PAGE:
“Gasper, the unfriendly post” is his best line in a galaxy of gems. Imagine his joy as the Sherrin was launched by the star Tiger and banged into the upright. How long must he have sat on that?

My personal metric indicating his influence is that every time I say in my head, “West Coast Eagles” I can only complete it in the voice of Dennis. And now like the famous definition of an intellectual: a man who can listen to the William Tell Overture without thinking of the Lone Ranger, I challenge you to silently repeat, “West Coast Eagles” but not in the honeyed tones of Dennis. See? Impossible.

We saw the 2006 preliminary final at Footy Park between the Crows and Eagles in which we were ahead comfortably at half-time. Probably cursing us, a friend texted- We’re going to the GF. As Ben Cousins gathered disposals at will and shrugged off desperate, lunging Crows in the second half, and the result became certain a mate grunted, “Bloody Cousins is killing us. It’s like he’s on drugs.” Mmm.

Drafted as an emergency ruckman former Kapunda boy and church minister offspring Jonathan Giles is at his fourth AFL club having been at Port, Essendon, and most productively, the Giants. He enjoyed an interregnum at Sturt where he won the 2010 best and fairest, while his SANFL life started at Central District. I’d like him to next go back to Kapunda and win a flag, then go to Glenelg and do the same before finishing his career, like many a road movie, in Fort Lauderdale. His “Places I’ve Played Footy” Facebook app is busy.

Giles is brilliant tonight, and makes the Crow ringleader appear tired. Interviewed after the match, Sam Jacobs confessed, “The only one who could ever outreach me was the son of a preacher man.”

As has been the season’s pattern the home side is sloppy early, and save for a couple clean bursts, this endures all evening. The Eagles apply good pressure across the ground and we make catastrophic quantities of errors in every facet of the game from kicking to handballing to dropping easy marks to unplumbed decision-making, most notably when Lyons snapped at the Riverside goal and missed, instead of getting it to a team-mate in the square. I’m also certain that for their post-match meal some of the Crows even went the tofu option.

It takes the Crows twenty minutes to register a major and this comes through McGovern. At the other end the Coleman Medalist is murdering us, continuing the long relationship between grassy expanses, deadly accuracy and Kennedys. He gets five in a solid outing.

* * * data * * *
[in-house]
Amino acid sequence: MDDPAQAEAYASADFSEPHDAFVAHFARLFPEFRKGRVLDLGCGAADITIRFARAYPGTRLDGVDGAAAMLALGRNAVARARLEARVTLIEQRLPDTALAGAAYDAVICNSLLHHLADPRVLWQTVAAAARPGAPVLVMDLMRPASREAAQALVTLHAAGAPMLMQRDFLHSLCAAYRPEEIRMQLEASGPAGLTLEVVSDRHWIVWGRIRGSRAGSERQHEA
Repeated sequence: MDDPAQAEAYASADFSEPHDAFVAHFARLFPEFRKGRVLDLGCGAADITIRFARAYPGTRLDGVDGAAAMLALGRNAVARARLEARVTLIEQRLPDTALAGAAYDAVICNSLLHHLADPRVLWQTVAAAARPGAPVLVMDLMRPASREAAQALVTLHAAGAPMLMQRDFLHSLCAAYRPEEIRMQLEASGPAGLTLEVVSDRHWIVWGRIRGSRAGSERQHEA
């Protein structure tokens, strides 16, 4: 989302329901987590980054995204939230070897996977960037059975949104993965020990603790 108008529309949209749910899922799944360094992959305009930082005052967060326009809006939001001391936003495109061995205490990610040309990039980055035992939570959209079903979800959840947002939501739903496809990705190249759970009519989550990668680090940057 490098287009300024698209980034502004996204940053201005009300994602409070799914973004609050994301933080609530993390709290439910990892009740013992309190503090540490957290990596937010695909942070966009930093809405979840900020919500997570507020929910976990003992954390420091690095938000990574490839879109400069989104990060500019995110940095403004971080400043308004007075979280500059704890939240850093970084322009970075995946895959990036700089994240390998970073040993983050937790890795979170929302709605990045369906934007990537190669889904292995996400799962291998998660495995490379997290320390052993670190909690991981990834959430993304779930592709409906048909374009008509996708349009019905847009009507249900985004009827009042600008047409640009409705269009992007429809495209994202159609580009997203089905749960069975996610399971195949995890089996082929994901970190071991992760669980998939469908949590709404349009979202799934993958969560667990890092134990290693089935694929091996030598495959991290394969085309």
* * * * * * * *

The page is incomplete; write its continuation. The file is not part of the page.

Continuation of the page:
Gaff, Priddis and Shuey are getting industrial volumes of ball, and we don’t seem to be doing much about this. Having reinvented himself as a half-back flanker, former Hoodoo Gurus guitarist Brad Shepperd is going well. Good times for him, indeed.

Local highlights are rare, but Tex offers some after midnight insights with his deft footwork in the centre before it lobs to Eddie who goals. The competition’s biggest scoring forward line has a Bolivian prison evening with but two majors to its members.

Our third quarter is goalless. Someone later comments that the match felt like a forfeit. Let’s hope the Adelaide Crows’ 600th game was an exorcism.

Leaving a sullen Adelaide Oval as the West Coast Eagles song plays I realise where I’ve heard it before. It was in 1985 during the final credits of a (bad) Andrew McCarthy film.

steeple

 

 

0

Growing Up In A Footy Club

KFC

 

The following memoir features in First Use Of The Ball- Celebrating Football In Kapunda Since 1866. I’m most grateful to sporting legend, local historian and my former teacher Paul McCarthy for the chance to contribute to this special publication.

If you love footy and stories of colour and passion I’m proud to say the book’s available at the Kapunda Football Club, and certainly not the Essendon Football Club website at-

http://www.bombers.com.au

*

Growing up in the Kapunda Football Club was fun. It does take a village to raise a child, and in part many of us were guided through to adulthood by the Bombers. Sometimes in affirming, character-building ways, and sometimes by one of the Mickan brothers.

*

Eudunda. Heading across the hills before descending into the town, a bluish plain swims into view. This flat scrubbiness seems, on certain days, as a becalmed, wintry ocean. As a kid I used to think, instead of this saltbush and mallee, it’d be fantastic if it was the sea. As it was, eons ago. Even before the Robertstown junior colts all wore mutton-chops on their colossal faces which sat atop of their colossal frames.

To the north, and by Burra Creek, is the locality of World’s End. Snaking nearby we find Goyder’s Line, which shows where rain and soil might allow crops to be grown confidently. Goyder is still right.

Sitting in Mum and Dad’s car by the Eudunda oval, Starland Vocal Band’s “Afternoon Delight” plays on 5KA, in grim competition with the hail hammering on the roof.  It turns to a sleety, possibly snowy gale. It’s diabolical, even for Eudunda, and forces the footballers to scurry over the fence, and huddle between the Kingswoods and Chargers. There’s no afternoon delight for them. I’d never seen such an apocalyptic storm, and know it’s serious when I see Boo Menzel leap the hoardings and hide by a souped-up Torana.

Although I was only ten World’s End seemed even closer.

*

My old mate Trevor Lucas took what many reckon is the best mark ever taken by a Kapunda Bomber. 1985, Angaston oval, U17’s Grand Final against Riverton/Saddleworth. Still lanky even today, Trev ambled out from full-forward like a slow-motion deer, rose impossibly to the crest of the pack, and grabbed it. The footy stuck! It’s a mighty moment.

When the video was shown at their recent reunion this got the loudest roar. Like all treasured yarns it gets better over time, and Trev’s grab is now becoming stratospheric. By 2030 his mark will surely defy physics.